We waited to see which athlete would hit the streets of Malonno first and it was Njeru who emerged to greet the crowds as she made for the finishing chute and won in 1.39.05. Mayr wasn’t far behind. In fact the gap was just 40 seconds in the end (1.39.45) and afterwards Mayr said that when Njeru overtook her at the 15km point she quickly disappeared from sight, so Mayr thought the gap was much bigger than it was. Mayr also said that she was thrilled to finally get under 1.40 on this course. It was Kisang who completed the podium in 1.41.13, with Adkin fourth and Saapunki fifth.

Photo credit: Marco Gulberti

The men’s race

The men’s race set off five minutes after the women. Like the women’s field, it was absolutely stacked with former winners, a World Champion and many others capable of troubling the podium. The race also welcomed back four of the top five from yesterday’s Piz Tri Vertical: Philemon Kiriago (KEN), the silver medalist from the classic race at the World Championships and last year’s runner-up here; Joe Steward (GBR), eighth in the vertical uphill race in the World Championships; Andrea Rostan (ITA), last year’s winner and winner of the recent Broken Arrow VK; and Filimon Abraham (GER), third in the classic race at the World Championships.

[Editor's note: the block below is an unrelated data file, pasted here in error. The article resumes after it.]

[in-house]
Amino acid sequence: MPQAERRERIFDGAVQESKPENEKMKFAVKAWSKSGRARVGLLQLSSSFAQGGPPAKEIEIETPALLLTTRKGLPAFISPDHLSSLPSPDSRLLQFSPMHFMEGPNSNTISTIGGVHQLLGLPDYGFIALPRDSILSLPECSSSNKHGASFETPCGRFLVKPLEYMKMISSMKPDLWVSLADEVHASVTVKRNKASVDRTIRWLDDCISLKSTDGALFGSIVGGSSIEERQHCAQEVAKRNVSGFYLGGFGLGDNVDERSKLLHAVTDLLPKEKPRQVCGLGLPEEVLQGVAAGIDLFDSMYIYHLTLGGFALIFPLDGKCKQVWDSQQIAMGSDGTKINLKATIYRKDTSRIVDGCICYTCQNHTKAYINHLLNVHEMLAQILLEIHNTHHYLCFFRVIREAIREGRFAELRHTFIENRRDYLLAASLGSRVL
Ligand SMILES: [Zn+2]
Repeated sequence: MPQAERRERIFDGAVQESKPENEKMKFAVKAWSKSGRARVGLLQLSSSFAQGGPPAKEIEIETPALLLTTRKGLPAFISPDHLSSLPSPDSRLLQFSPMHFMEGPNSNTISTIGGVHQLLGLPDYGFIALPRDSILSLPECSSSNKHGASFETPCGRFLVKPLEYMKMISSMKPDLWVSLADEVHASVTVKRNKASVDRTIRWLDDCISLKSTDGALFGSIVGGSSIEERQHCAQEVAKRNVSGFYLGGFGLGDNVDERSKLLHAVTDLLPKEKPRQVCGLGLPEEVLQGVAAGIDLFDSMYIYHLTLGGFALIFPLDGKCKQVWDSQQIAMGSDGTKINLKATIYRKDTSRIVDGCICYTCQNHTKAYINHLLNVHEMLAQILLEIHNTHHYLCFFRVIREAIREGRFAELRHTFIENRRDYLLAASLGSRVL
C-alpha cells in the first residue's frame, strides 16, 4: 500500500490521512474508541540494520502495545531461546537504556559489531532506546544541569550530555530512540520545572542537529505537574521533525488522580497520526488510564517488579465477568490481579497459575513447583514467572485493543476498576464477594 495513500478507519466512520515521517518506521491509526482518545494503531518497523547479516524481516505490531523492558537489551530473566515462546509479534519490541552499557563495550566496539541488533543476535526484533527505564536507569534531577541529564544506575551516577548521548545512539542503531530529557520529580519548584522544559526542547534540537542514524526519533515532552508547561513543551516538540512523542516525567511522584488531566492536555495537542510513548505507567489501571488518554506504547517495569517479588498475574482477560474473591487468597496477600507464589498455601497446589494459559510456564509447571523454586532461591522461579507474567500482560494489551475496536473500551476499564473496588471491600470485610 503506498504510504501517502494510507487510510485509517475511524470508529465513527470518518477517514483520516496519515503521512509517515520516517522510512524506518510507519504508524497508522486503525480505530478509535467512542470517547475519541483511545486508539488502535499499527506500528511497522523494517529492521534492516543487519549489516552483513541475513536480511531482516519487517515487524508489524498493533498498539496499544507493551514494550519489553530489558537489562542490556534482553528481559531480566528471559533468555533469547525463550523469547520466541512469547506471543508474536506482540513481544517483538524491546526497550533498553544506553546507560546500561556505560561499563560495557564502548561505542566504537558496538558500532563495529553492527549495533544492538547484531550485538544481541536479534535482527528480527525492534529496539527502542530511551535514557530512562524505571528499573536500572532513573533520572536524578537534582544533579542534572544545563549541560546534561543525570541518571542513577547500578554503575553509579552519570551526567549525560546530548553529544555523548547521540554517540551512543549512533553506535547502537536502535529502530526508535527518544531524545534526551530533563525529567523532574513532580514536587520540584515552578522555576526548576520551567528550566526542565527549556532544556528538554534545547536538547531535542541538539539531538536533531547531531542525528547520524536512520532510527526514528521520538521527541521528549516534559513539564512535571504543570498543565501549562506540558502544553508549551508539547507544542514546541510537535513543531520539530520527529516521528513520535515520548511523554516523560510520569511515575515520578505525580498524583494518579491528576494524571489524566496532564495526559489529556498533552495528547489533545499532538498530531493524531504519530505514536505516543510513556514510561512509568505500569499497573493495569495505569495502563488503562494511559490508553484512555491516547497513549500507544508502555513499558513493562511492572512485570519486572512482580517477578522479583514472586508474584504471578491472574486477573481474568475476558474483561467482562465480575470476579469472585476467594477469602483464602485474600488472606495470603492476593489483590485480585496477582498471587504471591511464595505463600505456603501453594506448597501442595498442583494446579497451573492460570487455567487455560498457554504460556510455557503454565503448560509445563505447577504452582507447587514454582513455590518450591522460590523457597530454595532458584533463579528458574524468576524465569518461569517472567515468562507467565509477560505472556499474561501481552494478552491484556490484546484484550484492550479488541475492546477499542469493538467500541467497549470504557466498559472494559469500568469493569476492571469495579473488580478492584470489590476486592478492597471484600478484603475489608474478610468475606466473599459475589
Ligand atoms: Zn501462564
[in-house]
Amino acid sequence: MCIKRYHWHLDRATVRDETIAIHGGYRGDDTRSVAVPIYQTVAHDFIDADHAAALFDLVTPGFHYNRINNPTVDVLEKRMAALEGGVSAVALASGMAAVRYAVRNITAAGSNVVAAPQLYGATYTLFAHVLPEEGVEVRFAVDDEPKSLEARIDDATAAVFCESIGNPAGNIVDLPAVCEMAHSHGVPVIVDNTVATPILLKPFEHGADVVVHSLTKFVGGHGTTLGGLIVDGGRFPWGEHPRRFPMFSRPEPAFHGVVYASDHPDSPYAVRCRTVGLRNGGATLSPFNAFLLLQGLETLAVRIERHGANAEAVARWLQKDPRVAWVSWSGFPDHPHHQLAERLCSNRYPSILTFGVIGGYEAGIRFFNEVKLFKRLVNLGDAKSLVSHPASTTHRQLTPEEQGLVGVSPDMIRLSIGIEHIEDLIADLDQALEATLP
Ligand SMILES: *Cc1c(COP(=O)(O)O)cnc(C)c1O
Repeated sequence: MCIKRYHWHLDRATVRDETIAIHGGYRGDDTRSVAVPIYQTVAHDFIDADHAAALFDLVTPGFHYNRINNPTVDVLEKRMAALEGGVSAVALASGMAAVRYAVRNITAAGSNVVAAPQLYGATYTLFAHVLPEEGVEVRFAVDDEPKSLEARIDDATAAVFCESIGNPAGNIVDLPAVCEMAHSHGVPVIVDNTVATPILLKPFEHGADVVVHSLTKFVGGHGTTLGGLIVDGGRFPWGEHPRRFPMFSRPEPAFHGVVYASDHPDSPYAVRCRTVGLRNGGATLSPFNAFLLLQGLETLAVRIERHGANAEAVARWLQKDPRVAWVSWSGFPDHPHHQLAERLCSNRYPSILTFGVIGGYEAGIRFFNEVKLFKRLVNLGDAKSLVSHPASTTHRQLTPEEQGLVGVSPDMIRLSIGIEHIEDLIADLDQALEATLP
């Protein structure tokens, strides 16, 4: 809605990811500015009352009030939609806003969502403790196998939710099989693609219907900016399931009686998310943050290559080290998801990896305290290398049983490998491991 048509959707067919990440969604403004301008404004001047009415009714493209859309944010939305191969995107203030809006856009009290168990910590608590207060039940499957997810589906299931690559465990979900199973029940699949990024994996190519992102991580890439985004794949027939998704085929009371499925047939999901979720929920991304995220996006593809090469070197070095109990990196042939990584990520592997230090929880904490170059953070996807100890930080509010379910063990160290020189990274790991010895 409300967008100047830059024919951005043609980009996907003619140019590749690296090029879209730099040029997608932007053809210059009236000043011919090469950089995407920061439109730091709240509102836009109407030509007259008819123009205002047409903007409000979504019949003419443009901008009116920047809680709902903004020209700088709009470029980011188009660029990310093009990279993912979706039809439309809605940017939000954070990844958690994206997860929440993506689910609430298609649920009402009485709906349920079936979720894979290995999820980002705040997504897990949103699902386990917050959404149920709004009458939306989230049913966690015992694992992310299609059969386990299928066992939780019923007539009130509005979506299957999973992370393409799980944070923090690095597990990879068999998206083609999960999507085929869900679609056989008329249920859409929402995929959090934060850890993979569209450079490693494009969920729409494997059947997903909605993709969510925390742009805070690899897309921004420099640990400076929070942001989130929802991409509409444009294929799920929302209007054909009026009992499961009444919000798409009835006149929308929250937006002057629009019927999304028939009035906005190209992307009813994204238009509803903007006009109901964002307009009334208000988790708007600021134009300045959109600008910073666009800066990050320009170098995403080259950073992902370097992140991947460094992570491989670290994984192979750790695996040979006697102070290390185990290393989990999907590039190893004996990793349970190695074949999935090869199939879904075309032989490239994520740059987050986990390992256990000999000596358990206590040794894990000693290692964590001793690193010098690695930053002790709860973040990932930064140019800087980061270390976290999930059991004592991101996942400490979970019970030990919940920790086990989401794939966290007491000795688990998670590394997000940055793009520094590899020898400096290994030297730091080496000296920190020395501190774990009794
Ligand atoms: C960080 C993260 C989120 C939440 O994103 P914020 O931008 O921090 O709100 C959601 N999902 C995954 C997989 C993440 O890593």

Also toeing the line were: Henri Aymonod (ITA), who was third here last year; Sylvain Cachard (FRA), second here in 2020; Cesare Maestri (ITA), the course record holder; Timotej Becan (SLO); and strong Italians Luciano Rota, Jacopo Brasi, Marco Moletto, Luca Merli, Hannes Perkmann, and Marco Filosi. Just like the women’s race, it was an unbelievable line-up.